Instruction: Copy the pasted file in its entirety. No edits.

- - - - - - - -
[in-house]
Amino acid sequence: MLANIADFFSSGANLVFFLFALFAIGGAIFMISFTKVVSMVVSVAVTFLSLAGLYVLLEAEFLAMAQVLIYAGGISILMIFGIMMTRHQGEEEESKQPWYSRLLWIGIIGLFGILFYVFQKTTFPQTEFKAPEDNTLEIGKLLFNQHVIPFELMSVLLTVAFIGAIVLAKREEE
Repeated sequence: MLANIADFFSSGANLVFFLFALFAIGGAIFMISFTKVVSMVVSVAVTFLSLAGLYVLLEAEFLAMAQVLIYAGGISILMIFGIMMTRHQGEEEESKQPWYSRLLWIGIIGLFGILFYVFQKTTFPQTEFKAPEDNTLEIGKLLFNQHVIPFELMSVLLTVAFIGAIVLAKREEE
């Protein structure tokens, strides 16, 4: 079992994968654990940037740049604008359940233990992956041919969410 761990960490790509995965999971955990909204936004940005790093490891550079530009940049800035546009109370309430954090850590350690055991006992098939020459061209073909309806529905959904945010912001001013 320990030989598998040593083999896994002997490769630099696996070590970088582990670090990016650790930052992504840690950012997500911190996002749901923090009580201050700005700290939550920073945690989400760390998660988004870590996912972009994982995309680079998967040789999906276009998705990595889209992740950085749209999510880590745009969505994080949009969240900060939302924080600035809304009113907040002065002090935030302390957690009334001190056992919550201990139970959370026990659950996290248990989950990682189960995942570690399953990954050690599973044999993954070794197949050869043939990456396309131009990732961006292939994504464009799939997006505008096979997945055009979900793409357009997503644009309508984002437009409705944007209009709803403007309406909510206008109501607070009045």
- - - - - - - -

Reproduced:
[in-house]
Amino acid sequence: MLANIADFFSSGANLVFFLFALFAIGGAIFMISFTKVVSMVVSVAVTFLSLAGLYVLLEAEFLAMAQVLIYAGGISILMIFGIMMTRHQGEEEESKQPWYSRLLWIGIIGLFGILFYVFQKTTFPQTEFKAPEDNTLEIGKLLFNQHVIPFELMSVLLTVAFIGAIVLAKREEE
Repeated sequence: MLANIADFFSSGANLVFFLFALFAIGGAIFMISFTKVVSMVVSVAVTFLSLAGLYVLLEAEFLAMAQVLIYAGGISILMIFGIMMTRHQGEEEESKQPWYSRLLWIGIIGLFGILFYVFQKTTFPQTEFKAPEDNTLEIGKLLFNQHVIPFELMSVLLTVAFIGAIVLAKREEE
């Protein structure tokens, strides 16, 4: 079992994968654990940037740049604008359940233990992956041919969410 761990960490790509995965999971955990909204936004940005790093490891550079530009940049800035546009109370309430954090850590350690055991006992098939020459061209073909309806529905959904945010912001001013 320990030989598998040593083999896994002997490769630099696996070590970088582990670090990016650790930052992504840690950012997500911190996002749901923090009580201050700005700290939550920073945690989400760390998660988004870590996912972009994982995309680079998967040789999906276009998705990595889209992740950085749209999510880590745009969505994080949009969240900060939302924080600035809304009113907040002065002090935030302390957690009334001190056992919550201990139970959370026990659950996290248990989950990682189960995942570690399953990954050690599973044999993954070794197949050869043939990456396309131009990732961006292939994504464009799939997006505008096979997945055009979900793409357009997503644009309508984002437009409705944007209009709803403007309406909510206008109501607070009045």